E.g. /knank stjajts smoms/ even they do follow the Sonority Sequencing Principle
There are several reasons conspiring to make palindromic syllables rare in natural languages
- Most languages have certain restrictions on the beginning and ending consonant clusters of syllables, and those restrictions are typically not symmetrical, i.e., in general a reversed syllable needn't be legal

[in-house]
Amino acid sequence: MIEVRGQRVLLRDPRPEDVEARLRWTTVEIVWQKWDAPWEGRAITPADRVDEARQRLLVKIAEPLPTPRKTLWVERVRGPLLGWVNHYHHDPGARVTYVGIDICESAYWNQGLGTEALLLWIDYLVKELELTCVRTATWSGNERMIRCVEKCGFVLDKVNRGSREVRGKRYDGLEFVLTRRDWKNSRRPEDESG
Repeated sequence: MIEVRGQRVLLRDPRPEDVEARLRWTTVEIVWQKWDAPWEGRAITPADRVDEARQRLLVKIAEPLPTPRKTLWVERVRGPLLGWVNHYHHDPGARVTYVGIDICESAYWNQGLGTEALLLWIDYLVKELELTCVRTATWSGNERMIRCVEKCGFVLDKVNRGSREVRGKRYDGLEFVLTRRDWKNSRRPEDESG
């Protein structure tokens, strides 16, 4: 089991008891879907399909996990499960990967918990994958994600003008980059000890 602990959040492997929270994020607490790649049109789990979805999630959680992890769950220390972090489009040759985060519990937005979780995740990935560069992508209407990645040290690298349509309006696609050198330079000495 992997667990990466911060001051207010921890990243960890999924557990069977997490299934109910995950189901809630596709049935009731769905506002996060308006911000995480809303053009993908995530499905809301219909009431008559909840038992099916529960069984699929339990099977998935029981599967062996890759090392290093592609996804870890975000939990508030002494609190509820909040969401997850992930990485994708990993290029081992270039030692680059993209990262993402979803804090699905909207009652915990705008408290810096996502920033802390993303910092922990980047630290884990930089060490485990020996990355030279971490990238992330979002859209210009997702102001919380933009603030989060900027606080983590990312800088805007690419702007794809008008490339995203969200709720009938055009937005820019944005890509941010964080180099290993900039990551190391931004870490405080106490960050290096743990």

- a diphthong at the syllable core cannot occur in a palindromic syllable
- there are also some consonants (e.g. affricates like /ts/ or /pf/) that cannot be reversed
- diachronic processes like dissimilation tend to get rid of double occurrences of the consonants /l, n, r/ in one syllable
Nevertheless, simple palindromic syllables occur and some frequent words (like English a, did) are examples of them.
No language has a significant tendency to exclude palindromic syllables: if plarg and gralp are possible syllables, plalp and grarg are as well.